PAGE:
5. ^ Appellant's Jurisdictional Statement, Baker v. Nelson, Supreme Court docket no. 71-1027, at 3-4 (statement of the case); Court Won't Let Men Wed, N.Y. Times, Jan. 10, 1971 at 65.
  6. ^ Appellant's Jurisdictional Statement, Baker v. Nelson at 6 (how the federal questions were raised); Baker v. Nelson, 191 N.W.2d 185, 185-86 (Minn. 1971); The Legality of Homosexual Marriage, 82 Yale L.J. 573, 573-74 (1973).
  7. ^ Baker, 191 N.W.2d at 185.
  8. ^ Baker, 191 N.W.2d at 185-86; Rhonda R. Rivera, Our Straight-Laced Judges, 30 Hastings L.J. 799, 874-75 (1979).
  9. ^ Baker, 191 N.W.2d at 186-87; Rivera at 875; The Legality of Homosexual Marriage at 579 n.27.
  10. ^ Baker, 191 N.W.2d at 187; Rivera at 875.
  11. ^ Baker, 191 N.W.2d at 186-87; The Legality of Homosexual Marriage at 573-74 n.3.
  12. ^ Baker, 191 N.W.2d at 186 n.2.
  13. ^ Appellant's Jurisdictional Statement, Baker v. Nelson, Supreme Court docket no. 71-1027, at 3, available at DOMAwatch.org (accessed Oct. 28, 2009) (questions presented).
  14. ^ Baker v. Nelson, 409 810 (U.S. 1972) (“The appeal is dismissed for want of a substantial federal question.”).
  15. ^ See, e.g. Briefing Glossary, Office of the Solicitor General website (see "Appellate jurisdiction" and "Certiorari"; accessed Oct. 25, 2009).
  16. ^ Project, Developments in the Law: The Constitution and the Family, 93 Harv. L. Rev. 1156, 1274 (1980) (discussing Baker '​s posture as precedent); see, e.g. Pamela R. Winnick, Comment, The Precedential Weight of a Dismissal by the Supreme Court for Want of a Substantial Federal Question: Some Implications of Hicks v. Miranda, 76 Colum. L. Rev. 508, 511 (1976) ("a dismissal by the Supreme Court is an adjudication on the merits... a lower federal court must consider itself bound by the dismissal when a similar challenge comes before it").
  17. ^ See, e.g. Mandel v. Bradley, 432 U.S. 173, 176 (1977) ("[D]ismissals for want of a substantial federal question without doubt reject the specific challenges presented in the statement of jurisdiction.... They do prevent lower courts from coming to opposite conclusions on the precise issues presented and necessarily decided by those actions."); see generally Note, The Precedential Effect of Summary Affirmances and Dismissals for Want of a Substantial Federal Question by the Supreme Court after Hicks v. Miranda and Mandel v. Bradley, 61 Va. L. Rev. 117, 118 (1978).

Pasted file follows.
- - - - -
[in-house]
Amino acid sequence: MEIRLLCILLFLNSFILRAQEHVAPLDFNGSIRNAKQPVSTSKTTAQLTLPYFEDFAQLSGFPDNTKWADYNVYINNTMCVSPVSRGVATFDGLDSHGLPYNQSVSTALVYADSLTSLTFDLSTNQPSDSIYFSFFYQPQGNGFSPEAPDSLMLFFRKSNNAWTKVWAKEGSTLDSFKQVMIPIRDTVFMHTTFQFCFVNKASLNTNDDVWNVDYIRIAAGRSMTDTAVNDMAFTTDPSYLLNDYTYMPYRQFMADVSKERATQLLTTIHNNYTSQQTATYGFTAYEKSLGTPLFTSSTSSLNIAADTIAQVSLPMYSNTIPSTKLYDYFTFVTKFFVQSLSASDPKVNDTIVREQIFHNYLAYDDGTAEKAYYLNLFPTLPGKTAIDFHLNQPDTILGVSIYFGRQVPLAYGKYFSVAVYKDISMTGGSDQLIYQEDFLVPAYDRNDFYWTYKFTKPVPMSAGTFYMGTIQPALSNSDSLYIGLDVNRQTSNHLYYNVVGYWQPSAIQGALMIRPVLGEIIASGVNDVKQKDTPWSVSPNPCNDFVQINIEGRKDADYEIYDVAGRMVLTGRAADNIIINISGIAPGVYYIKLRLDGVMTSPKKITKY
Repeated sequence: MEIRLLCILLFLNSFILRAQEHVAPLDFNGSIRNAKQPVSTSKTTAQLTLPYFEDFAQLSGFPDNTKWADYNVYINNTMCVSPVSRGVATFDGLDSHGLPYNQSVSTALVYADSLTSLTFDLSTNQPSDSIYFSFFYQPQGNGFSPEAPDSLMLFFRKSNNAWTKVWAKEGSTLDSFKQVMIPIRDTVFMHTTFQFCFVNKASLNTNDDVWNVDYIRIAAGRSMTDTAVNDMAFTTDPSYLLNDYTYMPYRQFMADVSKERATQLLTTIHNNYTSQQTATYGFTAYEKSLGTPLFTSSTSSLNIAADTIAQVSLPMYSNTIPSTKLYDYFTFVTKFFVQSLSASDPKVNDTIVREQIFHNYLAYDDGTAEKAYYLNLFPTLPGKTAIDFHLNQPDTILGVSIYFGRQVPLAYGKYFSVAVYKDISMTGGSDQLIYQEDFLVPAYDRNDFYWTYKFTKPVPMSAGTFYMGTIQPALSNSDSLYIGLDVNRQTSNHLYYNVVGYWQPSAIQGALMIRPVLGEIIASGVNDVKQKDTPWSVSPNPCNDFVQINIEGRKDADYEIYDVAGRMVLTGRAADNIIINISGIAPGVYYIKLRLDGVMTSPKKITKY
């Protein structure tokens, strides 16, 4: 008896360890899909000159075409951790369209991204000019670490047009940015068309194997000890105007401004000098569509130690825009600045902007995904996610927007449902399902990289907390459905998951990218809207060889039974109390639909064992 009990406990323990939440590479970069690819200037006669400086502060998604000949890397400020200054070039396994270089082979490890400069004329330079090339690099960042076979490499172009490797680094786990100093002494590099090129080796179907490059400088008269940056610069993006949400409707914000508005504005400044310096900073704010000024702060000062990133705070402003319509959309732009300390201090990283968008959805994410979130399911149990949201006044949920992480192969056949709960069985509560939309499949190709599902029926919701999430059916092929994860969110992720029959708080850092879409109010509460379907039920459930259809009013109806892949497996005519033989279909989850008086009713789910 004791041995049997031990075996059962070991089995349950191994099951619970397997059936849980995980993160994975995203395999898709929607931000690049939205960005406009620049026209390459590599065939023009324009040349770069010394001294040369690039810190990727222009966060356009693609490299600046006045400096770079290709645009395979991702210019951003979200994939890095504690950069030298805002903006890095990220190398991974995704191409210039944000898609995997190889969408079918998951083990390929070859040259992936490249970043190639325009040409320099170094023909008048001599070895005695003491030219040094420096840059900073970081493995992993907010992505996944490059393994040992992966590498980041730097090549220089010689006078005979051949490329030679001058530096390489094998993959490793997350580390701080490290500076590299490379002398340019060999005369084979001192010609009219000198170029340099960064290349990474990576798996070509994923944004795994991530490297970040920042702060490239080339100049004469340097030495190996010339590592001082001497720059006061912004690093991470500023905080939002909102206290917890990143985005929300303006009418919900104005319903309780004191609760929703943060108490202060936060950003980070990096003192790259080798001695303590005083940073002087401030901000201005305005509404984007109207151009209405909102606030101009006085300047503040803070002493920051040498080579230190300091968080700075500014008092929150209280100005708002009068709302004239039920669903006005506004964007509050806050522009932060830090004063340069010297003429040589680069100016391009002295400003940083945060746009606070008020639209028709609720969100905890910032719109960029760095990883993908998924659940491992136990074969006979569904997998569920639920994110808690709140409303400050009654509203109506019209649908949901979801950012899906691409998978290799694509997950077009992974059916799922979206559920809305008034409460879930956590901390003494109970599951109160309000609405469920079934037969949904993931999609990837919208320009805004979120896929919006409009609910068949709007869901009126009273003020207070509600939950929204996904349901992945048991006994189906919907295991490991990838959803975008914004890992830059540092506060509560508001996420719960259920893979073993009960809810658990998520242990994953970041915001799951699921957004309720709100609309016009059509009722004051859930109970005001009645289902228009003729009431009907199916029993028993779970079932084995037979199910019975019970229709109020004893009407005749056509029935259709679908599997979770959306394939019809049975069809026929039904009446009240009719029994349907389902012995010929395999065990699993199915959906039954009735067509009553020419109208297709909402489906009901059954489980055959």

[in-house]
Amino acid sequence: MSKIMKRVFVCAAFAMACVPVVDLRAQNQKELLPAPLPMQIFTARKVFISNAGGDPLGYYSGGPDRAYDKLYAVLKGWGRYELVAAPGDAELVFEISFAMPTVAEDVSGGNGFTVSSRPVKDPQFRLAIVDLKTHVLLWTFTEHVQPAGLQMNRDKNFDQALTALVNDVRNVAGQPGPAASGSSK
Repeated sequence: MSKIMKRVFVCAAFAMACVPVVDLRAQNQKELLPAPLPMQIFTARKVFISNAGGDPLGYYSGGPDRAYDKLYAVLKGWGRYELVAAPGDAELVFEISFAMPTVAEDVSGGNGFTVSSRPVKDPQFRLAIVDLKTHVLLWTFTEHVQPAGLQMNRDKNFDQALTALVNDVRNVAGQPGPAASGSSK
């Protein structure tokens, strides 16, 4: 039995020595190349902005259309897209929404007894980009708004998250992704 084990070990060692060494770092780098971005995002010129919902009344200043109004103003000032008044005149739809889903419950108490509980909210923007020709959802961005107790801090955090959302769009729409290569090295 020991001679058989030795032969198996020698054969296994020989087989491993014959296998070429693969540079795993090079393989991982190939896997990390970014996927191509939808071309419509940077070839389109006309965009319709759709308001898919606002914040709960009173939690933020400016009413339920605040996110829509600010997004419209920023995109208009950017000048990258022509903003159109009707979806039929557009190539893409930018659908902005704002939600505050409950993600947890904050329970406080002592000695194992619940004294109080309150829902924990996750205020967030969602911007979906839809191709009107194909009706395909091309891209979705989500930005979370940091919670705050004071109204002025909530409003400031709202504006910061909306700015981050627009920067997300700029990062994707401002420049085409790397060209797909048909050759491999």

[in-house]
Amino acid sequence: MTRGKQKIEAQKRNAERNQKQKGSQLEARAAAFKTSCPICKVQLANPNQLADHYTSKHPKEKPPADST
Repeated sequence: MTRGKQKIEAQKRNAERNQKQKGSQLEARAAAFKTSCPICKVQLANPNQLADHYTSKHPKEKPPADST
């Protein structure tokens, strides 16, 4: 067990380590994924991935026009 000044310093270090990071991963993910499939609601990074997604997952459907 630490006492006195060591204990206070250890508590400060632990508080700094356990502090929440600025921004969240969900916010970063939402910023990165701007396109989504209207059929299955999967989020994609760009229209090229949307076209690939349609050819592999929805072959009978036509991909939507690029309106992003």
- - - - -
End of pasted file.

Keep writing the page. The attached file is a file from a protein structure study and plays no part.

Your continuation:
18. ^ 'Robert L. Stern, et al., Supreme Court Practice 296 (6th ed. 1986) ("the Court has become increasingly concerned that these summary dispositions on the merits are uncertain guides to the lower courts bound to follow them and not infrequently create more confusion than certainty in the development of the law").
  19. ^ E.g. William J. Schneier, Note, The Do's and Don'ts of Determining the Precedential Value of Supreme Court Summary Dispositions, 51 Brook. L. R. 945 (1985).
  20. ^ Schneier at 957 (the Court has "limited the precedential value of summary dispositions to cases with legally indistinguishable facts."); Stern at § 4.30.
  21. ^ Schneier at 960 ("a court must... examine the jurisdictional statement to determine which issues were directly presented to the Supreme Court..."); Stern at § 4.30.
  22. ^ Schneier at 961 ("which of the issues presented to the Court were necessarily decided by the summary disposition...").
  23. ^ Schneier at 961 ("determine whether there have been doctrinal developments that supersede the summarily adjudicated case").
  24. ^ a b Barnes, Robert (August 17, 2014). "Supreme Court: Was gay marriage settled in 1972 case?". Washington Post. Retrieved October 3, 2014. 
  25. ^ Carpenter, Dale (October 7, 2014). "Symposium: Judge Sutton's trilemma". SCOTUSblog. Retrieved October 18, 2014. 
  26. ^ Geidner, Chris (November 6, 2014). "Federal Appeals Court Upholds Four States' Same-Sex Marriage Bans". BuzzFeed News. Retrieved November 6, 2014. 
  27. ^ "DeBoer v. Snyder, November 6, 2014". Sixth Circuit Court of Appeals. Retrieved November 7, 2014. 
  28. ^ "Opinion and Order". U.S. District Court for Puerto Rico. Retrieved October 21, 2014. 
  29. ^ Denniston, Lyle (October 21, 2014). "Puerto Rico ban on same-sex marriage upheld". SCOTUSblog. Retrieved October 22, 2014. 
  30. ^ Coyle, Marcia (September 4, 2014). "Seventh Circuit Strikes Down Same-Sex Marriage Bans". The National Law Journal.
  31. ^ "Minn. Gay Couple In '71 Marriage Case Still United". ABCNews. December 10, 2012. Retrieved December 10, 2012.